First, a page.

C is our favorite language as it provides reasonably high level constructs while maintaining very good performance. The majority of the code we write for for both vintage computers and microcontrollers computers is in C. In this article we compare several C compiler for the 6502 to understand the performance and limitations of each.
Arduino shields are ubiquitous and provide a wide range of sensors and interfaces. Commodorino allows their use on a Commodore 64. The interface provides good compatibility with the Arduino Uno platform. Digital I/O, Analog In, SPI, I2C and limited interrupt and Serial port are implemented and additional Micro SD card socket is available for future expansion.
The geoRAM is a 512KB memory expansion for the Commodore 64 and 128 designed by Berkeley Softworks for use with GEOS. While not as fast as the Commodore REU due to its lack of DMA capabilities, it still provides a significant performance boost. GRAM/4D is a 4MB geoRAM compatible cartridge based on a two 4Mx4 DRAM devices.
The 80 column output of the Commodore 128 is the same digital RGBI used by the original IBM CGA graphics adapter. Unfortunately nowadays is quite difficult to find a monitor with the suitable RGBI input. The CGA2RGBv2 adapter will convert the TTL RGBI to analog RGB suitable to be connected directly to a 15KHz capable RGB monitor or to the popular Gonbes GBS-8200 VGA converter.
GTERM is a newly developed VT100 terminal emulator for the Commodore 64. GTERM supports the GLINK232T/Turbo232 and the GLINK232/swiftlink UART cartridges. It features a custom monochrome software 80 columns display and supports serial speeds up to 115200 bauds on a stock c64.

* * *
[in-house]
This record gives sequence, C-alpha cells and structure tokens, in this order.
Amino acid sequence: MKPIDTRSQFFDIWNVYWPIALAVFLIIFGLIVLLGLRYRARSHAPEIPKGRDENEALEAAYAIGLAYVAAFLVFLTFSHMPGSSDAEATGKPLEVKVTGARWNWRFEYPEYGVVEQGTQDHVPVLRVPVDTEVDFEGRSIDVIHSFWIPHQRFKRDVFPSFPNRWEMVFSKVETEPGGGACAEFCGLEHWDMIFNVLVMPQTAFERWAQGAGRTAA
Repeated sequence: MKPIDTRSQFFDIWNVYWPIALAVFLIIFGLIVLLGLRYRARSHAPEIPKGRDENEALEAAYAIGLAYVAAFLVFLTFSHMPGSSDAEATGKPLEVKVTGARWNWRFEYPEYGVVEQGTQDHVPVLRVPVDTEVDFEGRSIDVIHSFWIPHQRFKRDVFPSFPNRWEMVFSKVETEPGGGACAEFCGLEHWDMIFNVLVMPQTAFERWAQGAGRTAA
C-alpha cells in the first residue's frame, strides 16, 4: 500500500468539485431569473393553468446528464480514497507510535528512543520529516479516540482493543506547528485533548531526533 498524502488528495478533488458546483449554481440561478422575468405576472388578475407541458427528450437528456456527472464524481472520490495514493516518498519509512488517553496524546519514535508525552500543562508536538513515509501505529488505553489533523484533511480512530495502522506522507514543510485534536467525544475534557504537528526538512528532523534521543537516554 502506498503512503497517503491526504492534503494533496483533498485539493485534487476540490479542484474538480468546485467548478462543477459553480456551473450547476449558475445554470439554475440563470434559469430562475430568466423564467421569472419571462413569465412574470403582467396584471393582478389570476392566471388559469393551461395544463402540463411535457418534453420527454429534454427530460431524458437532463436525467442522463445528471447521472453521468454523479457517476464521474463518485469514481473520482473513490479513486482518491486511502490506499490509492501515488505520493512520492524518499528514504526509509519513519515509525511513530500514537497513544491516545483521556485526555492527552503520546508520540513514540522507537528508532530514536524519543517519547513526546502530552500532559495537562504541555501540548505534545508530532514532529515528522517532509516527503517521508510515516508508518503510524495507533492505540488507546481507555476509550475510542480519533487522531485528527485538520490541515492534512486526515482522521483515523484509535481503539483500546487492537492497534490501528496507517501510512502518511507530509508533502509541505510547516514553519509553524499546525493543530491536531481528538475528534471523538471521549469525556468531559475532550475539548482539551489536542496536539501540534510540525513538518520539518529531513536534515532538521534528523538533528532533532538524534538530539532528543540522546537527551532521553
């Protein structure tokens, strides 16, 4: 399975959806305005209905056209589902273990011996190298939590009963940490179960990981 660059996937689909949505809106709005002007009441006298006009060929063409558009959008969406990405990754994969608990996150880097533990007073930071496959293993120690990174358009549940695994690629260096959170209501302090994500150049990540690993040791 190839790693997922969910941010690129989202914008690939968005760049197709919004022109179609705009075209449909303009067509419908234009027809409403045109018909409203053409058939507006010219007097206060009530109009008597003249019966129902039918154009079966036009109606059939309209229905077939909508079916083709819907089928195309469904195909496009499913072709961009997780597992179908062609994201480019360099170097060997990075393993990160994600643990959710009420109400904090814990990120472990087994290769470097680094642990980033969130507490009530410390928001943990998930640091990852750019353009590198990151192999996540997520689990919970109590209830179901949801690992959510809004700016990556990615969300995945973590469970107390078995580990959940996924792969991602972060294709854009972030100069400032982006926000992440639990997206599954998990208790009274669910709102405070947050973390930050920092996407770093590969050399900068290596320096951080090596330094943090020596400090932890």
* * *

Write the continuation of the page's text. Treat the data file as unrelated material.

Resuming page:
A new version of GTERM is available here
GTERM is a newly developed VT100 terminal emulator for the Commodore 64. GTERM supports the GLINK232/swiftlink and the GLINK232T/Turbo232 UART cartridges. It features a custom monochrome software 80 columns display and supports serial speeds up to 115200 bauds on a stock c64.
GMT (GGLABS Memory Test) is a new developed memory test for vintage computers optimized for speed and coverage. The code is based on the test algorithms described in "Testing Semiconductor Memories: Theory and Practice" by A.J. van de Goor. The program is mostly in C plus small sections in assembly. It is free software and released under the GPL v3 license.
After we developed the UNICART/D many customers asked for a more compact version of the cartridge without the pass-through connector. The board uses one standard PLCC32 flash ROM up to 4Mbit. In C64 mode 8K, 16K and 16K Ultimax cartridge modes are supported. In C128 mode both 16K and 32K cartridges are supported.